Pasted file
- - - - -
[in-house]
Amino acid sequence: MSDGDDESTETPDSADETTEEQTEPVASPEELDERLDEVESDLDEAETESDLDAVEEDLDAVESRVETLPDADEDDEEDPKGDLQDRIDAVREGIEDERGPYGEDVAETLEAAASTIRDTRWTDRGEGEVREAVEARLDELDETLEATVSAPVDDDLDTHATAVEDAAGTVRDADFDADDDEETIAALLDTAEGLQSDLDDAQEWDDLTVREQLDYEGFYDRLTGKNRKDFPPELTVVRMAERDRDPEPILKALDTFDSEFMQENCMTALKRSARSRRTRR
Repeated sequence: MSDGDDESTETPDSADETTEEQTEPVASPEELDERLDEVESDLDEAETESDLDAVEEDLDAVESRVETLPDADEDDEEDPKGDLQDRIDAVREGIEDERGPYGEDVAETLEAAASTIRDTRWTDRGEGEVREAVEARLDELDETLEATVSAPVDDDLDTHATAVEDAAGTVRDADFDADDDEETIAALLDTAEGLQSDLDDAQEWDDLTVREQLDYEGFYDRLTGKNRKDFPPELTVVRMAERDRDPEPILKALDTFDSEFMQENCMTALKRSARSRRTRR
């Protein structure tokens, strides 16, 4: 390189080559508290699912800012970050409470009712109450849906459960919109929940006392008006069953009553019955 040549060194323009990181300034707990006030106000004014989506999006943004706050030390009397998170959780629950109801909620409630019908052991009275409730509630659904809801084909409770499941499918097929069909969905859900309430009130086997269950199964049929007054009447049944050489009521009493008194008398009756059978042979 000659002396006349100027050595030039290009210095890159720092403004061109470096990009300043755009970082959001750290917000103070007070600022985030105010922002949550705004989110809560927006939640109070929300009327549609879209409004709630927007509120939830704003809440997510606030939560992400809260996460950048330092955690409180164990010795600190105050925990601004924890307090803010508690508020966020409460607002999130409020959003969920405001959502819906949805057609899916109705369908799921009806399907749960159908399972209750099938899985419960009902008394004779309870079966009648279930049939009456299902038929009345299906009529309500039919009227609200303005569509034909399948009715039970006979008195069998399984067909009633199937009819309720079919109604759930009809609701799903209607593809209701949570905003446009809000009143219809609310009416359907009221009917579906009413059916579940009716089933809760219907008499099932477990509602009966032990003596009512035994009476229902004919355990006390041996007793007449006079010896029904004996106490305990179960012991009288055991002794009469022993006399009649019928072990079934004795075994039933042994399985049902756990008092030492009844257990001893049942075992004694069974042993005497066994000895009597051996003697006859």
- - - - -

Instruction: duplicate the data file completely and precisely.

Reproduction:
[in-house]
Amino acid sequence: MSDGDDESTETPDSADETTEEQTEPVASPEELDERLDEVESDLDEAETESDLDAVEEDLDAVESRVETLPDADEDDEEDPKGDLQDRIDAVREGIEDERGPYGEDVAETLEAAASTIRDTRWTDRGEGEVREAVEARLDELDETLEATVSAPVDDDLDTHATAVEDAAGTVRDADFDADDDEETIAALLDTAEGLQSDLDDAQEWDDLTVREQLDYEGFYDRLTGKNRKDFPPELTVVRMAERDRDPEPILKALDTFDSEFMQENCMTALKRSARSRRTRR
Repeated sequence: MSDGDDESTETPDSADETTEEQTEPVASPEELDERLDEVESDLDEAETESDLDAVEEDLDAVESRVETLPDADEDDEEDPKGDLQDRIDAVREGIEDERGPYGEDVAETLEAAASTIRDTRWTDRGEGEVREAVEARLDELDETLEATVSAPVDDDLDTHATAVEDAAGTVRDADFDADDDEETIAALLDTAEGLQSDLDDAQEWDDLTVREQLDYEGFYDRLTGKNRKDFPPELTVVRMAERDRDPEPILKALDTFDSEFMQENCMTALKRSARSRRTRR
């Protein structure tokens, strides 16, 4: 390189080559508290699912800012970050409470009712109450849906459960919109929940006392008006069953009553019955 040549060194323009990181300034707990006030106000004014989506999006943004706050030390009397998170959780629950109801909620409630019908052991009275409730509630659904809801084909409770499941499918097929069909969905859900309430009130086997269950199964049929007054009447049944050489009521009493008194008398009756059978042979 000659002396006349100027050595030039290009210095890159720092403004061109470096990009300043755009970082959001750290917000103070007070600022985030105010922002949550705004989110809560927006939640109070929300009327549609879209409004709630927007509120939830704003809440997510606030939560992400809260996460950048330092955690409180164990010795600190105050925990601004924890307090803010508690508020966020409460607002999130409020959003969920405001959502819906949805057609899916109705369908799921009806399907749960159908399972209750099938899985419960009902008394004779309870079966009648279930049939009456299902038929009345299906009529309500039919009227609200303005569509034909399948009715039970006979008195069998399984067909009633199937009819309720079919109604759930009809609701799903209607593809209701949570905003446009809000009143219809609310009416359907009221009917579906009413059916579940009716089933809760219907008499099932477990509602009966032990003596009512035994009476229902004919355990006390041996007793007449006079010896029904004996106490305990179960012991009288055991002794009469022993006399009649019928072990079934004795075994039933042994399985049902756990008092030492009844257990001893049942075992004694069974042993005497066994000895009597051996003697006859």